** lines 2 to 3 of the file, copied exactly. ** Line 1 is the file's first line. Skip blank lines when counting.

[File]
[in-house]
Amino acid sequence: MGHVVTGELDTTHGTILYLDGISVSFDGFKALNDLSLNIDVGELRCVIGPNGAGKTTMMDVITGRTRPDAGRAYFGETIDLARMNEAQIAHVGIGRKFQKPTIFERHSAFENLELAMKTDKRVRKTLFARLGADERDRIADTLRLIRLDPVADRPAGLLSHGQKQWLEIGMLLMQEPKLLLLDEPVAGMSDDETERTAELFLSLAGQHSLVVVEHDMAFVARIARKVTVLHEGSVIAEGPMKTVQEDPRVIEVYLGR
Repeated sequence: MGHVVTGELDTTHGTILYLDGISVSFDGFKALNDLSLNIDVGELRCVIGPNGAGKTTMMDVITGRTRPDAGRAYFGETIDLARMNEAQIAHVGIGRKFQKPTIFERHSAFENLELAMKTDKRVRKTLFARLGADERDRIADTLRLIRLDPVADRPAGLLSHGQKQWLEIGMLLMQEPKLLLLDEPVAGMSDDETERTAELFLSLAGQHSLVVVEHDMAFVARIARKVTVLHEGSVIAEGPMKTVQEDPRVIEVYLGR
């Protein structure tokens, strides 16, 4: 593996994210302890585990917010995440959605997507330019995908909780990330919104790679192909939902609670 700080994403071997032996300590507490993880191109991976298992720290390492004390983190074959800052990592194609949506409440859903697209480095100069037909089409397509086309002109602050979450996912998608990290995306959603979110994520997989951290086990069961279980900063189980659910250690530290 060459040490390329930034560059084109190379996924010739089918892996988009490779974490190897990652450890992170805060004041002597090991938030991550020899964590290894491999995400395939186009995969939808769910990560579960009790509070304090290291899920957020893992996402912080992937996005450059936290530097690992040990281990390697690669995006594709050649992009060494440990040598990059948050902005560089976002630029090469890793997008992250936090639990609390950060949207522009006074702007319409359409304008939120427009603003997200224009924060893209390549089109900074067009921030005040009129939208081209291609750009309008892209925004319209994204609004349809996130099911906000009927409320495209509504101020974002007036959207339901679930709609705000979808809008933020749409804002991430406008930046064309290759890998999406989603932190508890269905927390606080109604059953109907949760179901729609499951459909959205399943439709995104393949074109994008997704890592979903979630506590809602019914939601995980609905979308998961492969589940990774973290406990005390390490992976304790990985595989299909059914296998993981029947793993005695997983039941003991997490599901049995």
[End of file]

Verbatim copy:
Amino acid sequence: MGHVVTGELDTTHGTILYLDGISVSFDGFKALNDLSLNIDVGELRCVIGPNGAGKTTMMDVITGRTRPDAGRAYFGETIDLARMNEAQIAHVGIGRKFQKPTIFERHSAFENLELAMKTDKRVRKTLFARLGADERDRIADTLRLIRLDPVADRPAGLLSHGQKQWLEIGMLLMQEPKLLLLDEPVAGMSDDETERTAELFLSLAGQHSLVVVEHDMAFVARIARKVTVLHEGSVIAEGPMKTVQEDPRVIEVYLGR
Repeated sequence: MGHVVTGELDTTHGTILYLDGISVSFDGFKALNDLSLNIDVGELRCVIGPNGAGKTTMMDVITGRTRPDAGRAYFGETIDLARMNEAQIAHVGIGRKFQKPTIFERHSAFENLELAMKTDKRVRKTLFARLGADERDRIADTLRLIRLDPVADRPAGLLSHGQKQWLEIGMLLMQEPKLLLLDEPVAGMSDDETERTAELFLSLAGQHSLVVVEHDMAFVARIARKVTVLHEGSVIAEGPMKTVQEDPRVIEVYLGR